Music in Soufia is divided between traditional, religious and contemporary. The music played in the region dates back to the pre-Islamic times when the Berber peoples first migrated into Soufia proper from the southwest, bringing with them their traditional dances, music and singing. Over the centuries, various cultural influences has seen the emergence of distinct musical features commonly found in Soufian music today.

Traditional Berber and Arab music is still popular in Soufia, especially in rural areas where the inhabitants continue to pass down their traditions. Berber music is divided between village music, usually played at large gatherings, ritual music and professional music composed by professional musicians and artists. This music has its own set of instruments, including the mizwid and the ginbri. Berber influences can be found in modern pop music, with many professionals such as Cheb Hattabi and Zara Mansour achieving success. Other traditional music includes the popular folk music known as chaabi, classical music such as malhun as well as the mystical music used at religious ceremonies in Sufi Islam.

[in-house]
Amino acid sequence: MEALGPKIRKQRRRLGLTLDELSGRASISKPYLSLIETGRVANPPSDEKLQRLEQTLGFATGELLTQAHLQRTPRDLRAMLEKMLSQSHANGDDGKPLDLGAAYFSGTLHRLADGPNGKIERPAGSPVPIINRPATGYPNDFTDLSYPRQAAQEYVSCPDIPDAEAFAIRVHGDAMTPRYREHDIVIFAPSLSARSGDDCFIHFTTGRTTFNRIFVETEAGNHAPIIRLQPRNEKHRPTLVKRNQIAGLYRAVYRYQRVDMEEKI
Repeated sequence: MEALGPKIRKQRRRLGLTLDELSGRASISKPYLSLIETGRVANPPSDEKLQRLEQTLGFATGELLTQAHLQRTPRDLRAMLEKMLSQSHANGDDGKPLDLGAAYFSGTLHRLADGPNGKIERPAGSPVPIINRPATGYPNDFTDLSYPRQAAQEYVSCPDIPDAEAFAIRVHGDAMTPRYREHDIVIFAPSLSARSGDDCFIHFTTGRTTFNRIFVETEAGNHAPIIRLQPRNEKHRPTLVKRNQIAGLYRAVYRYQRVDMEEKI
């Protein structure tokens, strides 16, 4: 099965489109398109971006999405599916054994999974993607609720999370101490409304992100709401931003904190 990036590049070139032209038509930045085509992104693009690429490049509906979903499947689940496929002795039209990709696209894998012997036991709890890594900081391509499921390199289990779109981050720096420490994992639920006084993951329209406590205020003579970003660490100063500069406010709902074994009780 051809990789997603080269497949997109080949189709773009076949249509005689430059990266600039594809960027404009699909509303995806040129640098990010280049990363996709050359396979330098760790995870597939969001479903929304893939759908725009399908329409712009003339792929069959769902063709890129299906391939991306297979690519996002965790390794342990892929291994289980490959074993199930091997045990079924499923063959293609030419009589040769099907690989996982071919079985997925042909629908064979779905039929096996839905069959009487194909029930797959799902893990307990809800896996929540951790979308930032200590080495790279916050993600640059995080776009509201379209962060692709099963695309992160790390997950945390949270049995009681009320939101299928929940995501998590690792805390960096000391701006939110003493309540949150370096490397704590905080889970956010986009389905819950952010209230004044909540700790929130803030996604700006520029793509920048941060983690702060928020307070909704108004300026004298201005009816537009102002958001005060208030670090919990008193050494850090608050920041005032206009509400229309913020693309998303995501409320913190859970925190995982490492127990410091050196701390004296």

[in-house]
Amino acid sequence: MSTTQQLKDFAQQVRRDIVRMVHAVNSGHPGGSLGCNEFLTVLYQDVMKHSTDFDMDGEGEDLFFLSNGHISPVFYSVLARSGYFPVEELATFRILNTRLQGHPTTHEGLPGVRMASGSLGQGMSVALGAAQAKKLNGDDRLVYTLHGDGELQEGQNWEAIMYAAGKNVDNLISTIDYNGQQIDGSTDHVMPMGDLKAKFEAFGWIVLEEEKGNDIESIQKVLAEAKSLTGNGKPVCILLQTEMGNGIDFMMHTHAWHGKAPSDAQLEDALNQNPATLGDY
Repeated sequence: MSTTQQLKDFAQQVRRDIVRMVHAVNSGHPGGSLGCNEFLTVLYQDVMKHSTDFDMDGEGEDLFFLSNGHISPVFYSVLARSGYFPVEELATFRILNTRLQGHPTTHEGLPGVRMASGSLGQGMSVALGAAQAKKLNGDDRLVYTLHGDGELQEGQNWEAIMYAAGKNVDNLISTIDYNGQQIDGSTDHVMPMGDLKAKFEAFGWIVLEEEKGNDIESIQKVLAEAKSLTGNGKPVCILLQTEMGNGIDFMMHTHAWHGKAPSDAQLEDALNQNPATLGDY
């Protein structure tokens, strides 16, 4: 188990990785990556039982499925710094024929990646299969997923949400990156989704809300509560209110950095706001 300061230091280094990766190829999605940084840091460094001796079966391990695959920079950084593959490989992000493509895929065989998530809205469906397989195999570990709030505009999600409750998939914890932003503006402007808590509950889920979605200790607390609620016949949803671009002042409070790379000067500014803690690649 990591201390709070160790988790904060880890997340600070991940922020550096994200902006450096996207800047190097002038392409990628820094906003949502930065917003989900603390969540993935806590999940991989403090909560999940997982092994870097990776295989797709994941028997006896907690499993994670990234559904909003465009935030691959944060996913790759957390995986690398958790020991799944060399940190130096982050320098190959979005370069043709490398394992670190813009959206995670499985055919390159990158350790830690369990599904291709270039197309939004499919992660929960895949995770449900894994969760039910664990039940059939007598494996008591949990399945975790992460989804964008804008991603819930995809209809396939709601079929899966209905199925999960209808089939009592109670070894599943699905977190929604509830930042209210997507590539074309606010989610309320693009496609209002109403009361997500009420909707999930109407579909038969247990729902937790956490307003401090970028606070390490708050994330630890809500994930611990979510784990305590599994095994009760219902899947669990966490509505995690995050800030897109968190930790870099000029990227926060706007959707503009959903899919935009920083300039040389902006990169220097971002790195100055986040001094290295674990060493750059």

Popular music includes a form of rock music called raï, which started out in the 1950's and has become one of the most popular and prolific genres in Soufia. Popular bands include Prozak and Wadi. Rap and reggae have also gained in popularity over the years, the former especially among the youth in many of Soufia's poor urban slums.


Association football is the most popular sport in Soufia. It was introduced by Morivaines in the early 20th century and has grown immensely. Soufia is a member of the Alqosian Football Association and the Maredoratic Football Association. It is ranked among the top five football teams in Alqosia and among the top twenty teams in Maredoratica. The Soufian Premier League serves as the top level of domestic football within Soufia, with a total of seventeen teams competing. The league attracts players from all over Maredoratica.